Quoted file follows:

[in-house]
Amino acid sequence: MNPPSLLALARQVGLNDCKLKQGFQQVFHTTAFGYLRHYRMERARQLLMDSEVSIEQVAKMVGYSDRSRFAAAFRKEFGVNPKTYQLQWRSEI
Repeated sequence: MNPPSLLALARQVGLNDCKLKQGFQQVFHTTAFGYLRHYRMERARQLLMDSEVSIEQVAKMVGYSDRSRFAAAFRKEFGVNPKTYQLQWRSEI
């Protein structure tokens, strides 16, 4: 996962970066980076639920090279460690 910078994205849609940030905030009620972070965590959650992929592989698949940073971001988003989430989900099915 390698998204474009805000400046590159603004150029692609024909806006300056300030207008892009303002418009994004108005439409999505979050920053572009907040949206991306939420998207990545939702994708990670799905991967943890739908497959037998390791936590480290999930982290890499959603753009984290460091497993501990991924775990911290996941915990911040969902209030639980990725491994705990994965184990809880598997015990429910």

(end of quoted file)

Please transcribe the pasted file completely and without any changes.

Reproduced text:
[in-house]
Amino acid sequence: MNPPSLLALARQVGLNDCKLKQGFQQVFHTTAFGYLRHYRMERARQLLMDSEVSIEQVAKMVGYSDRSRFAAAFRKEFGVNPKTYQLQWRSEI
Repeated sequence: MNPPSLLALARQVGLNDCKLKQGFQQVFHTTAFGYLRHYRMERARQLLMDSEVSIEQVAKMVGYSDRSRFAAAFRKEFGVNPKTYQLQWRSEI
């Protein structure tokens, strides 16, 4: 996962970066980076639920090279460690 910078994205849609940030905030009620972070965590959650992929592989698949940073971001988003989430989900099915 390698998204474009805000400046590159603004150029692609024909806006300056300030207008892009303002418009994004108005439409999505979050920053572009907040949206991306939420998207990545939702994708990670799905991967943890739908497959037998390791936590480290999930982290890499959603753009984290460091497993501990991924775990911290996941915990911040969902209030639980990725491994705990994965184990809880598997015990429910």